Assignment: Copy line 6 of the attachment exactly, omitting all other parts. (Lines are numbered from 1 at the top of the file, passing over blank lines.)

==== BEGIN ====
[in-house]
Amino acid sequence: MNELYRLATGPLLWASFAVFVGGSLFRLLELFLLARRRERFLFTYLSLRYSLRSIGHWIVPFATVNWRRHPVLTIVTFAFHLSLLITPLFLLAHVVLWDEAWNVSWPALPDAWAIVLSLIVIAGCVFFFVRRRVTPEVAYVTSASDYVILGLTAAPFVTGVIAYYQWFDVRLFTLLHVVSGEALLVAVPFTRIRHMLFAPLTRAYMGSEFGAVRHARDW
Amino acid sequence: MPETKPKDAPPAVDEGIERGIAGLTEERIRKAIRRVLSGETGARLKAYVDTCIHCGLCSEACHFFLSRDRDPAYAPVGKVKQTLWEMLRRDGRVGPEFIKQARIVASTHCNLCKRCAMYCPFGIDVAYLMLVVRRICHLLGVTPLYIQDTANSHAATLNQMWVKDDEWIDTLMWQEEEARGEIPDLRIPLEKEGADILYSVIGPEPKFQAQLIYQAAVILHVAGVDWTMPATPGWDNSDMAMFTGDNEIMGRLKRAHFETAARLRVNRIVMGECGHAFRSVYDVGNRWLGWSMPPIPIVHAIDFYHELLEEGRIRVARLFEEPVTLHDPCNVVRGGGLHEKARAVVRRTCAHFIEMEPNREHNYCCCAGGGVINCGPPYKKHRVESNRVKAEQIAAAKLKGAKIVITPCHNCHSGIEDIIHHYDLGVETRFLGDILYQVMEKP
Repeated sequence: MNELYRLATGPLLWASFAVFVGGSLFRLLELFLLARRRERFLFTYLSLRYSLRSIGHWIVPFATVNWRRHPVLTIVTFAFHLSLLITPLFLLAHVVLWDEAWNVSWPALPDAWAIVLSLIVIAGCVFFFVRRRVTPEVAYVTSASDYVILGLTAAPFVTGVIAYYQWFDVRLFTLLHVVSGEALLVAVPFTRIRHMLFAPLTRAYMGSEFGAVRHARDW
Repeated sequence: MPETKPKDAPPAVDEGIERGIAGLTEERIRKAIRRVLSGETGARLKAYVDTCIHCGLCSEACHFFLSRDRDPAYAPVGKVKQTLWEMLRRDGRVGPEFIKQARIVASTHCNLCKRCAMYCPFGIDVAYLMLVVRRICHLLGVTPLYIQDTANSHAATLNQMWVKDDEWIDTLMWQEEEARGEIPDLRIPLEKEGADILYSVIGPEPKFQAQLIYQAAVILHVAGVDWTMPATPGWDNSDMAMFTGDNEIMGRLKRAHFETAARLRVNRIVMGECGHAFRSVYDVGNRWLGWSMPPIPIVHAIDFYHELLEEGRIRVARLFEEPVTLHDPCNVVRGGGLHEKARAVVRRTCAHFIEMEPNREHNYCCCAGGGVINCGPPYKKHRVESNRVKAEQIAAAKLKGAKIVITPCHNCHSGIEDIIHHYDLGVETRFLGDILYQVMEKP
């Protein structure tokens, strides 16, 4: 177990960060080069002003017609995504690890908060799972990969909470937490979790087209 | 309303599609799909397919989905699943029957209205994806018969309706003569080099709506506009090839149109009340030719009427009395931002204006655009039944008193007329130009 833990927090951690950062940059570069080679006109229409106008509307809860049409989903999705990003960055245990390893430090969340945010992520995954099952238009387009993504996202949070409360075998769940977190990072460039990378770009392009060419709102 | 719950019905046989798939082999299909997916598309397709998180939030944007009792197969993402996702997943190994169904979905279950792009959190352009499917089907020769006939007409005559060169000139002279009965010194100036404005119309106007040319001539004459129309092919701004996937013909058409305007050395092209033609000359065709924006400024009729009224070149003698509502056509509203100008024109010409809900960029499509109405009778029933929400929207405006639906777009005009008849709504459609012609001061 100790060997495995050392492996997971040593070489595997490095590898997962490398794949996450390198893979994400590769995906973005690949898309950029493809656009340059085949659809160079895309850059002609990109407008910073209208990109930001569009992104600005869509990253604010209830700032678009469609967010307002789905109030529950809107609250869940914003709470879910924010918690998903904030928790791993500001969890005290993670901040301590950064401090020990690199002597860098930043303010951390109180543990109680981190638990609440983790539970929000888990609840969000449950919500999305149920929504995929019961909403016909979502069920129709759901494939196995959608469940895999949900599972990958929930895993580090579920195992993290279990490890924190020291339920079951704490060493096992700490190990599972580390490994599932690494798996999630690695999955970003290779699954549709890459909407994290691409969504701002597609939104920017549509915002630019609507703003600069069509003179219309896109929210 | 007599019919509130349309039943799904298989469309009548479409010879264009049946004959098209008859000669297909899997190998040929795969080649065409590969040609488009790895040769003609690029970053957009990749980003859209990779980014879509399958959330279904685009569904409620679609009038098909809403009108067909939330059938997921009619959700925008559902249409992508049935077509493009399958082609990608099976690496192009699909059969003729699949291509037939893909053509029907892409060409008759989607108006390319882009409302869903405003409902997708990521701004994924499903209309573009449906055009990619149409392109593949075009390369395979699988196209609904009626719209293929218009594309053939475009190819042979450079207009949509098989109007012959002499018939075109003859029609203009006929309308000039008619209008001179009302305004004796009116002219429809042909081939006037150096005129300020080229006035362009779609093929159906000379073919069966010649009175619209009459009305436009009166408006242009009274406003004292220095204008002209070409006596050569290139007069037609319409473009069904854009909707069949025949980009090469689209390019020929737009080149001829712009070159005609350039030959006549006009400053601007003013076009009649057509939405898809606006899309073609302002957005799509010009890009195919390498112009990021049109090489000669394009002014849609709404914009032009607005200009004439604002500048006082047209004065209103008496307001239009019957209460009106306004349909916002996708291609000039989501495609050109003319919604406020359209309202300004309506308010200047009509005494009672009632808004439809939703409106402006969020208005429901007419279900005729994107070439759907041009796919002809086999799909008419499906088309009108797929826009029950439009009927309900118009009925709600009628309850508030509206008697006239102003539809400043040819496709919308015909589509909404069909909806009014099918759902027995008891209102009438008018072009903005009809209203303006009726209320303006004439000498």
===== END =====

């Protein structure tokens, strides 16, 4: 177990960060080069002003017609995504690890908060799972990969909470937490979790087209 | 309303599609799909397919989905699943029957209205994806018969309706003569080099709506506009090839149109009340030719009427009395931002204006655009039944008193007329130009 833990927090951690950062940059570069080679006109229409106008509307809860049409989903999705990003960055245990390893430090969340945010992520995954099952238009387009993504996202949070409360075998769940977190990072460039990378770009392009060419709102 | 719950019905046989798939082999299909997916598309397709998180939030944007009792197969993402996702997943190994169904979905279950792009959190352009499917089907020769006939007409005559060169000139002279009965010194100036404005119309106007040319001539004459129309092919701004996937013909058409305007050395092209033609000359065709924006400024009729009224070149003698509502056509509203100008024109010409809900960029499509109405009778029933929400929207405006639906777009005009008849709504459609012609001061 100790060997495995050392492996997971040593070489595997490095590898997962490398794949996450390198893979994400590769995906973005690949898309950029493809656009340059085949659809160079895309850059002609990109407008910073209208990109930001569009992104600005869509990253604010209830700032678009469609967010307002789905109030529950809107609250869940914003709470879910924010918690998903904030928790791993500001969890005290993670901040301590950064401090020990690199002597860098930043303010951390109180543990109680981190638990609440983790539970929000888990609840969000449950919500999305149920929504995929019961909403016909979502069920129709759901494939196995959608469940895999949900599972990958929930895993580090579920195992993290279990490890924190020291339920079951704490060493096992700490190990599972580390490994599932690494798996999630690695999955970003290779699954549709890459909407994290691409969504701002597609939104920017549509915002630019609507703003600069069509003179219309896109929210 | 007599019919509130349309039943799904298989469309009548479409010879264009049946004959098209008859000669297909899997190998040929795969080649065409590969040609488009790895040769003609690029970053957009990749980003859209990779980014879509399958959330279904685009569904409620679609009038098909809403009108067909939330059938997921009619959700925008559902249409992508049935077509493009399958082609990608099976690496192009699909059969003729699949291509037939893909053509029907892409060409008759989607108006390319882009409302869903405003409902997708990521701004994924499903209309573009449906055009990619149409392109593949075009390369395979699988196209609904009626719209293929218009594309053939475009190819042979450079207009949509098989109007012959002499018939075109003859029609203009006929309308000039008619209008001179009302305004004796009116002219429809042909081939006037150096005129300020080229006035362009779609093929159906000379073919069966010649009175619209009459009305436009009166408006242009009274406003004292220095204008002209070409006596050569290139007069037609319409473009069904854009909707069949025949980009090469689209390019020929737009080149001829712009070159005609350039030959006549006009400053601007003013076009009649057509939405898809606006899309073609302002957005799509010009890009195919390498112009990021049109090489000669394009002014849609709404914009032009607005200009004439604002500048006082047209004065209103008496307001239009019957209460009106306004349909916002996708291609000039989501495609050109003319919604406020359209309202300004309506308010200047009509005494009672009632808004439809939703409106402006969020208005429901007419279900005729994107070439759907041009796919002809086999799909008419499906088309009108797929826009029950439009009927309900118009009925709600009628309850508030509206008697006239102003539809400043040819496709919308015909589509909404069909909806009014099918759902027995008891209102009438008018072009903005009809209203303006009726209320303006004439000498």